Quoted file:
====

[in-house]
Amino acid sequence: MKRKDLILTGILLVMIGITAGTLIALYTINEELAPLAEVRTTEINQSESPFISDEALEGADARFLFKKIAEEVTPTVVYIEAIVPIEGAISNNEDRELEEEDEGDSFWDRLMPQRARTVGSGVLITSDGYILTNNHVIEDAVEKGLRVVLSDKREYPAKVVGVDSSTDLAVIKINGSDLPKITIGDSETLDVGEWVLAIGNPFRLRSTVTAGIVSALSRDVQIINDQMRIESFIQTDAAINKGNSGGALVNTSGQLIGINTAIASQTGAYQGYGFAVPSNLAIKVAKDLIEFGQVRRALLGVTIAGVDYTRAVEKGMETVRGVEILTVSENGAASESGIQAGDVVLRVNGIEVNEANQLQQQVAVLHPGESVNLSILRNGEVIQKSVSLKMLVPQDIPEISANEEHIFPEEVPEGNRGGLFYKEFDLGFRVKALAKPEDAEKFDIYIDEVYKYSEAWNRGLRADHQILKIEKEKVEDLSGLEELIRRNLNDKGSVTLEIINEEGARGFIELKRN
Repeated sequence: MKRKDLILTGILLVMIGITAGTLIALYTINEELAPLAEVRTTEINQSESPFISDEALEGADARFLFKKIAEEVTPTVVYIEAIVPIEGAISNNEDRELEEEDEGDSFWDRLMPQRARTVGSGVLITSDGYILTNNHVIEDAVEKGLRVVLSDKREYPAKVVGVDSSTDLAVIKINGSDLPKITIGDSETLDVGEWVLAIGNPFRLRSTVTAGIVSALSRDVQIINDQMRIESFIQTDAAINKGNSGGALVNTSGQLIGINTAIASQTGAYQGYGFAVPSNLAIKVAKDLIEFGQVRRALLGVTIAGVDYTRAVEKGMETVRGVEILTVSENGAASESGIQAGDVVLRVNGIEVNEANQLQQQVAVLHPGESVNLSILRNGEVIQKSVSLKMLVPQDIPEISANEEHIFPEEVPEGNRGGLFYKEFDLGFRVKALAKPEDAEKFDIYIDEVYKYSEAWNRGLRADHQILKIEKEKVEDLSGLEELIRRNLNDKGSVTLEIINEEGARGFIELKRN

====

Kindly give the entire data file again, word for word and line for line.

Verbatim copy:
[in-house]
Amino acid sequence: MKRKDLILTGILLVMIGITAGTLIALYTINEELAPLAEVRTTEINQSESPFISDEALEGADARFLFKKIAEEVTPTVVYIEAIVPIEGAISNNEDRELEEEDEGDSFWDRLMPQRARTVGSGVLITSDGYILTNNHVIEDAVEKGLRVVLSDKREYPAKVVGVDSSTDLAVIKINGSDLPKITIGDSETLDVGEWVLAIGNPFRLRSTVTAGIVSALSRDVQIINDQMRIESFIQTDAAINKGNSGGALVNTSGQLIGINTAIASQTGAYQGYGFAVPSNLAIKVAKDLIEFGQVRRALLGVTIAGVDYTRAVEKGMETVRGVEILTVSENGAASESGIQAGDVVLRVNGIEVNEANQLQQQVAVLHPGESVNLSILRNGEVIQKSVSLKMLVPQDIPEISANEEHIFPEEVPEGNRGGLFYKEFDLGFRVKALAKPEDAEKFDIYIDEVYKYSEAWNRGLRADHQILKIEKEKVEDLSGLEELIRRNLNDKGSVTLEIINEEGARGFIELKRN
Repeated sequence: MKRKDLILTGILLVMIGITAGTLIALYTINEELAPLAEVRTTEINQSESPFISDEALEGADARFLFKKIAEEVTPTVVYIEAIVPIEGAISNNEDRELEEEDEGDSFWDRLMPQRARTVGSGVLITSDGYILTNNHVIEDAVEKGLRVVLSDKREYPAKVVGVDSSTDLAVIKINGSDLPKITIGDSETLDVGEWVLAIGNPFRLRSTVTAGIVSALSRDVQIINDQMRIESFIQTDAAINKGNSGGALVNTSGQLIGINTAIASQTGAYQGYGFAVPSNLAIKVAKDLIEFGQVRRALLGVTIAGVDYTRAVEKGMETVRGVEILTVSENGAASESGIQAGDVVLRVNGIEVNEANQLQQQVAVLHPGESVNLSILRNGEVIQKSVSLKMLVPQDIPEISANEEHIFPEEVPEGNRGGLFYKEFDLGFRVKALAKPEDAEKFDIYIDEVYKYSEAWNRGLRADHQILKIEKEKVEDLSGLEELIRRNLNDKGSVTLEIINEEGARGFIELKRN